Exchange-traded funds are another avenue for accessing the benefits of foreign currencies. Vedran Vuk, our senior research analyst, did a terrific analysis of some liquid, short-term bond funds in The Cash Book. Sure, the yields are not like they used to be, but they're certainly better than 1/100th of 1%.
It's 2013, and good old days of 2007 are long gone. No one can afford to keep one-third of their portfolio in a US-dollar-dominated cash, totally liquid, interest-bearing account. The yield isn't there anymore; it fact, it's virtually nil. That's why finding cash alternatives becomes so critical.
Our team here at Money Forever still believes that one-third of your portfolio should be in cash or cash alternatives. It just shouldn't all be in US dollars, nor all in a cash account. There are other options out there, and investors need to consider them, at least for a portion of their cash. It needs to be safe, predominately liquid, and providing some yield to take the pressure of the other two-thirds of your portfolio.
Particularly for seniors and savers, trying to earn unrealistic gains in the market means putting too much capital into speculative investments, at too huge of a risk. But the thought of letting $50,000 in cash sit idly, earning a measly $5 annually is truly detestable. It's like trying to invest your life savings with one hand tied behind your back.
What this really means for seniors and savers is simple. Wake up and smell the coffee! The Federal Reserve has made it quite clear that it is not going to change its interest-rate policy anytime soon. As I realized at our kitchen table this week, the situation is not one exclusive to seniors; baby boomers trying to accumulate wealth are facing the same challenges.
Those who are close to either side of the cusp of retirement have worked hard and saved money, and likely made retirement projections based on the old rulebook. Now those rules have changed... for good. As a young Marine, I learned that with a bit of training and good practice, it's not that difficult to hit a moving target. Investing today is not a whole lot different. It may seem impossible, but with a little practice you can learn to hit your target.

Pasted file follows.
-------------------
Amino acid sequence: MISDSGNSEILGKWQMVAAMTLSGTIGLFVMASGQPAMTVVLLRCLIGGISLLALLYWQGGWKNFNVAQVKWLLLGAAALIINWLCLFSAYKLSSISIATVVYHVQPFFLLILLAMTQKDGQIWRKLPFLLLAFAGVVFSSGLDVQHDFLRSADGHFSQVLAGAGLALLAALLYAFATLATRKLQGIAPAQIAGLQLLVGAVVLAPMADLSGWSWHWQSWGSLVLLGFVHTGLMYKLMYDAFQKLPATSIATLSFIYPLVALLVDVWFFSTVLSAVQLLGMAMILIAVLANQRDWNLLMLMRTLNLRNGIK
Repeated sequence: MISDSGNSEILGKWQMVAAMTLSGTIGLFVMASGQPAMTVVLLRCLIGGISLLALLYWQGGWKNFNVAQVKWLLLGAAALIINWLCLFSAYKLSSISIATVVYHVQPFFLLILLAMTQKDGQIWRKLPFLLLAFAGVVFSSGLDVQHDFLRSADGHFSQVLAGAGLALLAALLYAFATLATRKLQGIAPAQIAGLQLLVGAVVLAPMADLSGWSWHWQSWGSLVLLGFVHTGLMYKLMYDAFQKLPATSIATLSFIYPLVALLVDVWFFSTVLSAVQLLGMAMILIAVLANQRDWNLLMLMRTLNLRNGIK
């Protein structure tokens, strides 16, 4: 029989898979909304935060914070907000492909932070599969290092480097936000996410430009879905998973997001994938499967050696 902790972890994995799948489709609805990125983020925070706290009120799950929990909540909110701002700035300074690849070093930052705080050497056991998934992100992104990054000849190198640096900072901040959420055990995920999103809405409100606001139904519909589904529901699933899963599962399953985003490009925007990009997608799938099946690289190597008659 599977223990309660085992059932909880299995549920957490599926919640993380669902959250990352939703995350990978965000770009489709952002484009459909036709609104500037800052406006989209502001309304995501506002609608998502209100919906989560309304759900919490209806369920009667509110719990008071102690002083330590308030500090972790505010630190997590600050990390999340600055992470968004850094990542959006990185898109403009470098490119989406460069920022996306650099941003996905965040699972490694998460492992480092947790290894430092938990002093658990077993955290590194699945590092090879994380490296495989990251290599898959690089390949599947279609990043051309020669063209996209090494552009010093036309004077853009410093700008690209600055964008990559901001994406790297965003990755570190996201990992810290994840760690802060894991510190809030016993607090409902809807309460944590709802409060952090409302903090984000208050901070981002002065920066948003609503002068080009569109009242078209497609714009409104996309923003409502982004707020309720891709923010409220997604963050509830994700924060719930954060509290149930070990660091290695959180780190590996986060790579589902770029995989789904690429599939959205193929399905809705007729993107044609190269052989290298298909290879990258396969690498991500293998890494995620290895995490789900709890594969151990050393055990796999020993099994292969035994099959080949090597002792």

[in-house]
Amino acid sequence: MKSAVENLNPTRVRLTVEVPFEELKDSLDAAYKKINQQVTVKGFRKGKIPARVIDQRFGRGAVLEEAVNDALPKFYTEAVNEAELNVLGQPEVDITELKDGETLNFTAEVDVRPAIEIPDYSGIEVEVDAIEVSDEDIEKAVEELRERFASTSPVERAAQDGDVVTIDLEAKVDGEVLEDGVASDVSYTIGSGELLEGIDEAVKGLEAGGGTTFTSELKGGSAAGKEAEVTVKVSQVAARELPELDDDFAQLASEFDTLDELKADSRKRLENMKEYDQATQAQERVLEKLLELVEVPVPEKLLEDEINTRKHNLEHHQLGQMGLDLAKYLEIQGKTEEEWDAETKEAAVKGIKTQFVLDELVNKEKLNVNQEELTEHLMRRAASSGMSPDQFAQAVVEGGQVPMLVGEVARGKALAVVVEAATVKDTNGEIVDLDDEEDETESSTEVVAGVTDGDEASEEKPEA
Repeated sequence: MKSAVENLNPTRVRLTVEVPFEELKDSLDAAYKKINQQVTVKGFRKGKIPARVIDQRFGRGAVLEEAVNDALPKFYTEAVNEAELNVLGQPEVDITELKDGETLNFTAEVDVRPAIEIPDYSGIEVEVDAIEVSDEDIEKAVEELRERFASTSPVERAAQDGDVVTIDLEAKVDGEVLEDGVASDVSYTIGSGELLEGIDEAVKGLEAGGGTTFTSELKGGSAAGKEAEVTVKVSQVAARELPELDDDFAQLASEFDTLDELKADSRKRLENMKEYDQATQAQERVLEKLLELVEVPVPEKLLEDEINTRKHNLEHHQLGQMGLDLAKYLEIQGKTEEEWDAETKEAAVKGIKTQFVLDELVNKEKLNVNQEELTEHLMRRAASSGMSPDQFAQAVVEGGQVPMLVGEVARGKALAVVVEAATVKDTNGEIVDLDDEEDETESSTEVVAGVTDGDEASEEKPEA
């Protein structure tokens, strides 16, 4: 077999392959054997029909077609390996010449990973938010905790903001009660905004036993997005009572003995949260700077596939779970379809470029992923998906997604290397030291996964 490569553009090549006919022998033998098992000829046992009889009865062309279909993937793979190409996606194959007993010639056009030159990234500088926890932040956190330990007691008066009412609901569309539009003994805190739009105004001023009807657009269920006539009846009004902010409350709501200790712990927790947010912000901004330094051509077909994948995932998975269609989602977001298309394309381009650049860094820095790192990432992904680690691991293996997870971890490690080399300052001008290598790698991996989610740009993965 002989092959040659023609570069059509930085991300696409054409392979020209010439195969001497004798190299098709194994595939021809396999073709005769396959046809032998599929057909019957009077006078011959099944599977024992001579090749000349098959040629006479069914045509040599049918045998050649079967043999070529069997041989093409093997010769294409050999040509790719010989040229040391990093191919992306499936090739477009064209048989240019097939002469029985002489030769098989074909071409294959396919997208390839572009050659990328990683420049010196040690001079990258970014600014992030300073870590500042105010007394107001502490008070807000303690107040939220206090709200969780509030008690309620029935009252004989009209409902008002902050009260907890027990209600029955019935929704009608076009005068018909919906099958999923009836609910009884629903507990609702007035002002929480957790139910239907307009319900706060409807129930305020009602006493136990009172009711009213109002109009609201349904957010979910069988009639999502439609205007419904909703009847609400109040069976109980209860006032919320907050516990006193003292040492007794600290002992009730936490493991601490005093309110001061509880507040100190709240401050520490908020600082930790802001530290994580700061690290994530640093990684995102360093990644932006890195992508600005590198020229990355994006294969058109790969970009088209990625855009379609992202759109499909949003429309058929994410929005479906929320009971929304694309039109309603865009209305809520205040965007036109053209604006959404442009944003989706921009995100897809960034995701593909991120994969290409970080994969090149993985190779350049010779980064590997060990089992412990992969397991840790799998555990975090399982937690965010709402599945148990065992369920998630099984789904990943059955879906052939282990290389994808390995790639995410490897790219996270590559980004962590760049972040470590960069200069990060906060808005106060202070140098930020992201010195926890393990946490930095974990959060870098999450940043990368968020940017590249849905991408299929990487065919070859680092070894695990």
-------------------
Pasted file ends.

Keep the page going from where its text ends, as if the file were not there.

Our premium subscription includes three special reports which dig deeper into these issues and recommend potential cash alternatives for safety-conscious investors: The Cash Book, The Yield Book, and our most recent release, Money Every Month. Our team has put in hundreds of hours looking at various ways to help our subscribers invest cash wisely. Folks who've to saved up a nest egg are not afraid of hard work. It takes ingenuity, intelligence, and common sense to build up a nice retirement – the same attributes that will keep you ahead of the crowd. We are here to help you make that hard-earned nest egg work for you.
If you have not taken advantage of our premium subscription, I urge you to take advantage of our 90-day guarantee. Sign up and get your copy of my book Retirement Reboot, all of our monthly reports and special reports – including The Annuity Guide and Income-Producing Stocks, and check out what we have to offer. If you don't like what you see, you can cancel your subscription within the first 90 days and receive a 100% refund (and keep the material as a thank-you from me to you for looking us over).